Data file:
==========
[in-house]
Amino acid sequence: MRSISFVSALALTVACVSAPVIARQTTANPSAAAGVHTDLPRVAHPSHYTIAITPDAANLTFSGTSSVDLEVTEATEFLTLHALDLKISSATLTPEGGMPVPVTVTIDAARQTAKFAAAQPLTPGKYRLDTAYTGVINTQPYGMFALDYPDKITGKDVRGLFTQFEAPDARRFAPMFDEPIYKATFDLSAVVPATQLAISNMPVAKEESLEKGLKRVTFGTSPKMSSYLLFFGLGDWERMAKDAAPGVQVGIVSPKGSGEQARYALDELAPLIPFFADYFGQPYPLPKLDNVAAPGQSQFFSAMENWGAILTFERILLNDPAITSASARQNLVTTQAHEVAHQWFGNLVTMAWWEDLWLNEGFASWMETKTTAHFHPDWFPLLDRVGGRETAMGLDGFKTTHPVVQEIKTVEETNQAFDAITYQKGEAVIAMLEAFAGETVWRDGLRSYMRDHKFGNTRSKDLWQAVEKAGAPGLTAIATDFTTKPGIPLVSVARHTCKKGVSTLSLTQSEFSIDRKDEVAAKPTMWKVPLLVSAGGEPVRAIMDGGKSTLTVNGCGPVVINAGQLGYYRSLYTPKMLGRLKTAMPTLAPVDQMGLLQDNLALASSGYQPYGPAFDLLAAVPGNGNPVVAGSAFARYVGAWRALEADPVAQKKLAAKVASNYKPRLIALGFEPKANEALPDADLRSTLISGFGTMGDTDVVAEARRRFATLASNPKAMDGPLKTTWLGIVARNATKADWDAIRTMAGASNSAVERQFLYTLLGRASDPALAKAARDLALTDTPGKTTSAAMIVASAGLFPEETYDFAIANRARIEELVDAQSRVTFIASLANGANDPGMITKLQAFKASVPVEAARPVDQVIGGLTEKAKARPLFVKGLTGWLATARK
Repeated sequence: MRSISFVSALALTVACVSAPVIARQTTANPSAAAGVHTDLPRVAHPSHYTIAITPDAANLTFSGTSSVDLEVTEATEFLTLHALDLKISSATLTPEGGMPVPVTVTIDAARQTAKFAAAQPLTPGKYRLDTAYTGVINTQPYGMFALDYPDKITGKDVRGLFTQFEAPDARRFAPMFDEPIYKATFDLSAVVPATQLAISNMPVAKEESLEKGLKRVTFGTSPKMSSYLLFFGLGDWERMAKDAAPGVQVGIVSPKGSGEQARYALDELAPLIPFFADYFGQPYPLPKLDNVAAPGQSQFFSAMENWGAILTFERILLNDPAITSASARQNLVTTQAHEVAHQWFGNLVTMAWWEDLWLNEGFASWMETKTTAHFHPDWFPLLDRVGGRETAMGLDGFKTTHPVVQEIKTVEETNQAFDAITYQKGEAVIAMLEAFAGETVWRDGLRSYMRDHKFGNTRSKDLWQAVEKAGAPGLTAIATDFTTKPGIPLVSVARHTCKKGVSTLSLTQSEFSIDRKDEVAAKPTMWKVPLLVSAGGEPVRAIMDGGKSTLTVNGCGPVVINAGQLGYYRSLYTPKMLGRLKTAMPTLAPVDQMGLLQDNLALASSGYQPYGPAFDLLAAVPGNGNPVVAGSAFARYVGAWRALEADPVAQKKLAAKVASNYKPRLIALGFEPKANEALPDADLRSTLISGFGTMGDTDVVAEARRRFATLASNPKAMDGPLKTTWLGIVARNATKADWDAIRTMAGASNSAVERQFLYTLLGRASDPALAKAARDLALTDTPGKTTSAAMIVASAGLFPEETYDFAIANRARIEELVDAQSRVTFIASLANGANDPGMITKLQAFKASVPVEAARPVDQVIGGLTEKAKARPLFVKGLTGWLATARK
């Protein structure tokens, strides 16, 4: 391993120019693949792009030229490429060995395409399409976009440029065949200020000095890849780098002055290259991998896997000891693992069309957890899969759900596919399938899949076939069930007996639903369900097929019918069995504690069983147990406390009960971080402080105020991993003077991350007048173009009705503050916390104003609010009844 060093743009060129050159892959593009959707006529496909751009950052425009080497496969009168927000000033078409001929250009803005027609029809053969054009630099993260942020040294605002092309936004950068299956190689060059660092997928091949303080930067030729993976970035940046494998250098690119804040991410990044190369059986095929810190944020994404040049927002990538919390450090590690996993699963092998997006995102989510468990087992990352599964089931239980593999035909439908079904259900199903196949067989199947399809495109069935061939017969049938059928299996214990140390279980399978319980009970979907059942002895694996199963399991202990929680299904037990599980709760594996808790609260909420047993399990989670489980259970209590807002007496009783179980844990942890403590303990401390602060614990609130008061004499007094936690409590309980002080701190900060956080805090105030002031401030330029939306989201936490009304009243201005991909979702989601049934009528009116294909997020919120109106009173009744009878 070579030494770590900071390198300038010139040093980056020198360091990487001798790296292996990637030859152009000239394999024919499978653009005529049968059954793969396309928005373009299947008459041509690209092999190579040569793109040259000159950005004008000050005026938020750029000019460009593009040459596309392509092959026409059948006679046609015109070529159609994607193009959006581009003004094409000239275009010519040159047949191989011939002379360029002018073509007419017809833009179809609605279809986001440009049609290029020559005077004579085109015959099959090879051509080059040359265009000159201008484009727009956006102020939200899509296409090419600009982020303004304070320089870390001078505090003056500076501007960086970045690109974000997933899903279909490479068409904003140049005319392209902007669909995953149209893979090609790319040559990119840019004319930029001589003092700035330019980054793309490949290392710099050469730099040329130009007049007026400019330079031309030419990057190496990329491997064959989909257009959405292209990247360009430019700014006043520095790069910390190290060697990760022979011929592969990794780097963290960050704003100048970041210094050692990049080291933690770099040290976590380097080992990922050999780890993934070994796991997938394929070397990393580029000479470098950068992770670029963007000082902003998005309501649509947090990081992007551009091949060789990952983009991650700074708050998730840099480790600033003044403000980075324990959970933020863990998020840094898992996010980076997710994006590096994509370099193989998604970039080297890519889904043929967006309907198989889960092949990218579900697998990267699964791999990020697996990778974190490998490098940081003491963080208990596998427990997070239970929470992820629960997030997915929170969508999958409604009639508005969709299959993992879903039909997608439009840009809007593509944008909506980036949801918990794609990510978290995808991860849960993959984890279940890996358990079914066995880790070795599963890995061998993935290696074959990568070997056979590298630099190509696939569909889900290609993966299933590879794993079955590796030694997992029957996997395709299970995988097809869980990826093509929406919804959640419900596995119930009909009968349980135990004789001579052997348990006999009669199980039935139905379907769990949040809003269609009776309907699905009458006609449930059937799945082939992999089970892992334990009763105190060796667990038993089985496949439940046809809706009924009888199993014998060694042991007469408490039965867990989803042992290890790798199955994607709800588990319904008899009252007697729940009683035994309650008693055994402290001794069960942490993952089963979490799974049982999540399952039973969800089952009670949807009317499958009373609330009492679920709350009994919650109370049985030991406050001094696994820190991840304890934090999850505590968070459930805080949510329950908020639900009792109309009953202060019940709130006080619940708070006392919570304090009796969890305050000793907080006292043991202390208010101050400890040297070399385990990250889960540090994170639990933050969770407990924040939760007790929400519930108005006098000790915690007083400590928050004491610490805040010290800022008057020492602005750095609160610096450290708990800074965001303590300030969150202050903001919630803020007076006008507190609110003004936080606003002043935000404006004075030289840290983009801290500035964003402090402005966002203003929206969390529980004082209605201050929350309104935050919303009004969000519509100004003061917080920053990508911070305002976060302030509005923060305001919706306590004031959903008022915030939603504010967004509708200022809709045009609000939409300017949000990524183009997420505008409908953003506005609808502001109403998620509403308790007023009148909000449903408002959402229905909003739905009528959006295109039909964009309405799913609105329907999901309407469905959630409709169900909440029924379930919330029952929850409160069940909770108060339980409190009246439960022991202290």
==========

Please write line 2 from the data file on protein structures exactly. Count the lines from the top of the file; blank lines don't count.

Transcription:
Amino acid sequence: MRSISFVSALALTVACVSAPVIARQTTANPSAAAGVHTDLPRVAHPSHYTIAITPDAANLTFSGTSSVDLEVTEATEFLTLHALDLKISSATLTPEGGMPVPVTVTIDAARQTAKFAAAQPLTPGKYRLDTAYTGVINTQPYGMFALDYPDKITGKDVRGLFTQFEAPDARRFAPMFDEPIYKATFDLSAVVPATQLAISNMPVAKEESLEKGLKRVTFGTSPKMSSYLLFFGLGDWERMAKDAAPGVQVGIVSPKGSGEQARYALDELAPLIPFFADYFGQPYPLPKLDNVAAPGQSQFFSAMENWGAILTFERILLNDPAITSASARQNLVTTQAHEVAHQWFGNLVTMAWWEDLWLNEGFASWMETKTTAHFHPDWFPLLDRVGGRETAMGLDGFKTTHPVVQEIKTVEETNQAFDAITYQKGEAVIAMLEAFAGETVWRDGLRSYMRDHKFGNTRSKDLWQAVEKAGAPGLTAIATDFTTKPGIPLVSVARHTCKKGVSTLSLTQSEFSIDRKDEVAAKPTMWKVPLLVSAGGEPVRAIMDGGKSTLTVNGCGPVVINAGQLGYYRSLYTPKMLGRLKTAMPTLAPVDQMGLLQDNLALASSGYQPYGPAFDLLAAVPGNGNPVVAGSAFARYVGAWRALEADPVAQKKLAAKVASNYKPRLIALGFEPKANEALPDADLRSTLISGFGTMGDTDVVAEARRRFATLASNPKAMDGPLKTTWLGIVARNATKADWDAIRTMAGASNSAVERQFLYTLLGRASDPALAKAARDLALTDTPGKTTSAAMIVASAGLFPEETYDFAIANRARIEELVDAQSRVTFIASLANGANDPGMITKLQAFKASVPVEAARPVDQVIGGLTEKAKARPLFVKGLTGWLATARK